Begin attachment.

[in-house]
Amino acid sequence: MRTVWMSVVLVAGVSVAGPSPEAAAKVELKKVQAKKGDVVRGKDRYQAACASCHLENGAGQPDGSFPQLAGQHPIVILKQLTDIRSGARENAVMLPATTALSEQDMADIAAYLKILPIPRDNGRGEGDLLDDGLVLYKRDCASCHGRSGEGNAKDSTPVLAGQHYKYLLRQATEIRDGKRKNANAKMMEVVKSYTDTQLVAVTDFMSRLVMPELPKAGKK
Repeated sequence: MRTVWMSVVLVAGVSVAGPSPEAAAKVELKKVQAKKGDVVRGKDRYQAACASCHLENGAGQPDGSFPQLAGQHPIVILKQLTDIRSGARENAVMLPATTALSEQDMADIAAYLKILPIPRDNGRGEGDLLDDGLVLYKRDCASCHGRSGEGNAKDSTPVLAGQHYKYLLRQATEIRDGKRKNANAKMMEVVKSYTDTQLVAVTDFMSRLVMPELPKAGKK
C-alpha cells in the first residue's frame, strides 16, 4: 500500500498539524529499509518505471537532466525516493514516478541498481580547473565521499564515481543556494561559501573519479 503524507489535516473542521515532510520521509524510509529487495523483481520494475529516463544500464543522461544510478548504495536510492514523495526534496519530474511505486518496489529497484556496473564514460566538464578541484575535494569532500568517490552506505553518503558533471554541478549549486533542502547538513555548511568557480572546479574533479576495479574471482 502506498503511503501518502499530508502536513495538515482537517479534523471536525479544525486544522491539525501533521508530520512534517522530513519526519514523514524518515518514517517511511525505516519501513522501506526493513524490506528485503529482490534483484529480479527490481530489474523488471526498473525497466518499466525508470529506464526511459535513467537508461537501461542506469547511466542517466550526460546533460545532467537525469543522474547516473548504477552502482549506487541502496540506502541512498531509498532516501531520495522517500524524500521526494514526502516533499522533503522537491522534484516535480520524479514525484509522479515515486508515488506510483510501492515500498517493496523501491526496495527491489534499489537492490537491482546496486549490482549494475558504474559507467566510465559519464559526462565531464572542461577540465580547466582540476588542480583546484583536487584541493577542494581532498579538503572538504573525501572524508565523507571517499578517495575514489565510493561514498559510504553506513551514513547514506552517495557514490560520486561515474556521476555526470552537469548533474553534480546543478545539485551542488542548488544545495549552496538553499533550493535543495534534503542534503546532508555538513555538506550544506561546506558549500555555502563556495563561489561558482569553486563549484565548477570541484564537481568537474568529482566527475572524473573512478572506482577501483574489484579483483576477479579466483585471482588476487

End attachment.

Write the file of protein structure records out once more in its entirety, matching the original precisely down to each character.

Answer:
[in-house]
Amino acid sequence: MRTVWMSVVLVAGVSVAGPSPEAAAKVELKKVQAKKGDVVRGKDRYQAACASCHLENGAGQPDGSFPQLAGQHPIVILKQLTDIRSGARENAVMLPATTALSEQDMADIAAYLKILPIPRDNGRGEGDLLDDGLVLYKRDCASCHGRSGEGNAKDSTPVLAGQHYKYLLRQATEIRDGKRKNANAKMMEVVKSYTDTQLVAVTDFMSRLVMPELPKAGKK
Repeated sequence: MRTVWMSVVLVAGVSVAGPSPEAAAKVELKKVQAKKGDVVRGKDRYQAACASCHLENGAGQPDGSFPQLAGQHPIVILKQLTDIRSGARENAVMLPATTALSEQDMADIAAYLKILPIPRDNGRGEGDLLDDGLVLYKRDCASCHGRSGEGNAKDSTPVLAGQHYKYLLRQATEIRDGKRKNANAKMMEVVKSYTDTQLVAVTDFMSRLVMPELPKAGKK
C-alpha cells in the first residue's frame, strides 16, 4: 500500500498539524529499509518505471537532466525516493514516478541498481580547473565521499564515481543556494561559501573519479 503524507489535516473542521515532510520521509524510509529487495523483481520494475529516463544500464543522461544510478548504495536510492514523495526534496519530474511505486518496489529497484556496473564514460566538464578541484575535494569532500568517490552506505553518503558533471554541478549549486533542502547538513555548511568557480572546479574533479576495479574471482 502506498503511503501518502499530508502536513495538515482537517479534523471536525479544525486544522491539525501533521508530520512534517522530513519526519514523514524518515518514517517511511525505516519501513522501506526493513524490506528485503529482490534483484529480479527490481530489474523488471526498473525497466518499466525508470529506464526511459535513467537508461537501461542506469547511466542517466550526460546533460545532467537525469543522474547516473548504477552502482549506487541502496540506502541512498531509498532516501531520495522517500524524500521526494514526502516533499522533503522537491522534484516535480520524479514525484509522479515515486508515488506510483510501492515500498517493496523501491526496495527491489534499489537492490537491482546496486549490482549494475558504474559507467566510465559519464559526462565531464572542461577540465580547466582540476588542480583546484583536487584541493577542494581532498579538503572538504573525501572524508565523507571517499578517495575514489565510493561514498559510504553506513551514513547514506552517495557514490560520486561515474556521476555526470552537469548533474553534480546543478545539485551542488542548488544545495549552496538553499533550493535543495534534503542534503546532508555538513555538506550544506561546506558549500555555502563556495563561489561558482569553486563549484565548477570541484564537481568537474568529482566527475572524473573512478572506482577501483574489484579483483576477479579466483585471482588476487